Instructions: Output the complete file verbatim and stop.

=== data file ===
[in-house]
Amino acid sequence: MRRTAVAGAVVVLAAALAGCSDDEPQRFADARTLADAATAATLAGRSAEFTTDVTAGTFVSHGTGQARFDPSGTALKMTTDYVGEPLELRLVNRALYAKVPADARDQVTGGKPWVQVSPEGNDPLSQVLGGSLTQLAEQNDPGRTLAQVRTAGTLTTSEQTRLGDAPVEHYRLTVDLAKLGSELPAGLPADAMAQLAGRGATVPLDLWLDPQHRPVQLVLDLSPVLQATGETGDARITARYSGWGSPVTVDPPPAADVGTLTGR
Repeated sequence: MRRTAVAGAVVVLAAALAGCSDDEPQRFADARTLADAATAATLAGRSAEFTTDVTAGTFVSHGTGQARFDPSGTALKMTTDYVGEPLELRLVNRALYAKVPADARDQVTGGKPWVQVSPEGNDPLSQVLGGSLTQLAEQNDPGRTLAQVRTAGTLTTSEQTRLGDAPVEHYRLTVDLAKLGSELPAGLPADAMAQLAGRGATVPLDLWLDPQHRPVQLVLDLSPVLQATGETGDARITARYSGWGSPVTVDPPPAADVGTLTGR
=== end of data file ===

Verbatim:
[in-house]
Amino acid sequence: MRRTAVAGAVVVLAAALAGCSDDEPQRFADARTLADAATAATLAGRSAEFTTDVTAGTFVSHGTGQARFDPSGTALKMTTDYVGEPLELRLVNRALYAKVPADARDQVTGGKPWVQVSPEGNDPLSQVLGGSLTQLAEQNDPGRTLAQVRTAGTLTTSEQTRLGDAPVEHYRLTVDLAKLGSELPAGLPADAMAQLAGRGATVPLDLWLDPQHRPVQLVLDLSPVLQATGETGDARITARYSGWGSPVTVDPPPAADVGTLTGR
Repeated sequence: MRRTAVAGAVVVLAAALAGCSDDEPQRFADARTLADAATAATLAGRSAEFTTDVTAGTFVSHGTGQARFDPSGTALKMTTDYVGEPLELRLVNRALYAKVPADARDQVTGGKPWVQVSPEGNDPLSQVLGGSLTQLAEQNDPGRTLAQVRTAGTLTTSEQTRLGDAPVEHYRLTVDLAKLGSELPAGLPADAMAQLAGRGATVPLDLWLDPQHRPVQLVLDLSPVLQATGETGDARITARYSGWGSPVTVDPPPAADVGTLTGR